Information Bulletin 539, National Center for Home Food Preservation Judging Home Preserved Foods p ii. Judging Home Preserved Foods,Table of Contents,Acknowledgments ii. Introduction 1,Goals of Judging 1,Methods of Judging. Judging System 2,Types of Judging 3,Selection and Orientation of Judges. How to Select Judges 3,Comments from Judges 4,Making Additional Decisions About the Competition.
Safety the Primary Consideration 5,Assistance During Judging 7. General Suggestions for Entry Guidelines 7,Judging Home Canned Foods 10. Basics of Acceptable Entries 10,Processing Method and Recipe 10. Containers 11,Appearance of Contents 14,Attractiveness 15. Judging by Appearance vs Tasting 16,Judging Canned Fruits and Fruit Juices 18.
Judging Canned Tomatoes and Tomato Products 23,Judging Canned Vegetables 26. Judging Canned Meats and Seafoods 32,Judging Jams Jellies and Preserves 34. Judging Pickled and Fermented Foods 38,Judging Speciality Foods 41. Judging Home Dried Foods 43,Judging Dried Fruits and Leathers 44. Judging Dried Vegetables and Herbs 45,Judging Dried Meats and Jerky 46.
Summary 46, National Center for Home Food Preservation Judging Home Preserved Foods p iii. Table of Contents continued, Appendix A Suggested Guidelines for Fairs or Competitive Judging Events 48. Appendix B Home Canning Summary Sheets for Judges 51. Fruit and Fruit Products 52,Tomato Products 58,Pressure Canning 63. Pickled Products 69,Sweet Preserves 73,Appendix C Sample Score Sheets without Points 76. Canned Fruits Tomatoes and Vegetables 77,Canned Juices 78.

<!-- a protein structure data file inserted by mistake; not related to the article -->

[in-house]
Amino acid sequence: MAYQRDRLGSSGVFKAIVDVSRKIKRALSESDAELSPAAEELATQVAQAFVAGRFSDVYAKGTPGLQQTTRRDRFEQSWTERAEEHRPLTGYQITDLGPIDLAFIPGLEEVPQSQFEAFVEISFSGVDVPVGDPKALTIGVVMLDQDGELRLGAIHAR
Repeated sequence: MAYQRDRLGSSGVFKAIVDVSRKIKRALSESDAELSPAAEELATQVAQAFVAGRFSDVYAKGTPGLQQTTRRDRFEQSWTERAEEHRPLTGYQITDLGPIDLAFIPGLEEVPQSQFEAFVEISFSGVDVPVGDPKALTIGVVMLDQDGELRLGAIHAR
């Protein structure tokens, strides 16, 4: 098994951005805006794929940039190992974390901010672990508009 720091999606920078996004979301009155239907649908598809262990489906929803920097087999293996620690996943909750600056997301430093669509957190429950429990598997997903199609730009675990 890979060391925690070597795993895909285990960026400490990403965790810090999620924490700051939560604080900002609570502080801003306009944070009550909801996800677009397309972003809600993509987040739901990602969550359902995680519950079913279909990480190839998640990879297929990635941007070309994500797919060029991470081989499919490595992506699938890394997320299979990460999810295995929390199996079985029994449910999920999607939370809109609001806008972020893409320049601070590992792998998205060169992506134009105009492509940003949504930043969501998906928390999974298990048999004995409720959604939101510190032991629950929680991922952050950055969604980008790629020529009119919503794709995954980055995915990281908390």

Jellies 79,Jams and Other Sweet Spreads 80,Fruit Preserves 81. Pickles and Relishes 82,Flavored Vinegars 83,Barbecue Sauces 84. Meats Poultry and Seafood 85,Dried Foods 86, Appendix D Sample Score Sheets with Suggested Points 87. Canned Fruits Tomatoes and Vegetables 88,Canned Juices 89. Jellies 90,Jams and Other Sweet Spreads 91,Fruit Preserves 92.
Pickles and Relishes 93,Flavored Vinegars 94,Barbecue Sauces 95. Meats Poultry and Seafood 96,Dried Foods 97,Appendix E Sample 4 H Score Sheets 98. Score Sheets from Oregon State University Extension Service 4 H 99. National Center for Home Food Preservation Judging Home Preserved Foods p iv. Introduction, Fairs festivals and special events Judging of exhibits is often included as a way. to add excitement and anticipation In order for these activities to take place in a. meaningful way however knowledgeable people willing to participate as judges must. be identified Judging should be a recognition of quality work on the part of those. who enter exhibits Remember each exhibitor thinks his or her exhibit worthy of a. Judging requires basic rules and standards from the sponsor as well as. concentration and practice on the part of the judges It is essential that the judges. be well informed about the activity they are critiquing and that they know the. standards required for prize winning quality Applying uniform standards is the only. way to defend placing decisions give reasons for your placements and avoid the. pitfalls of personal bias, Sound objectives for conducting competitions and judging events involving foods. To appreciate standards of safety and quality, To recognize entries which best represent recommended standards.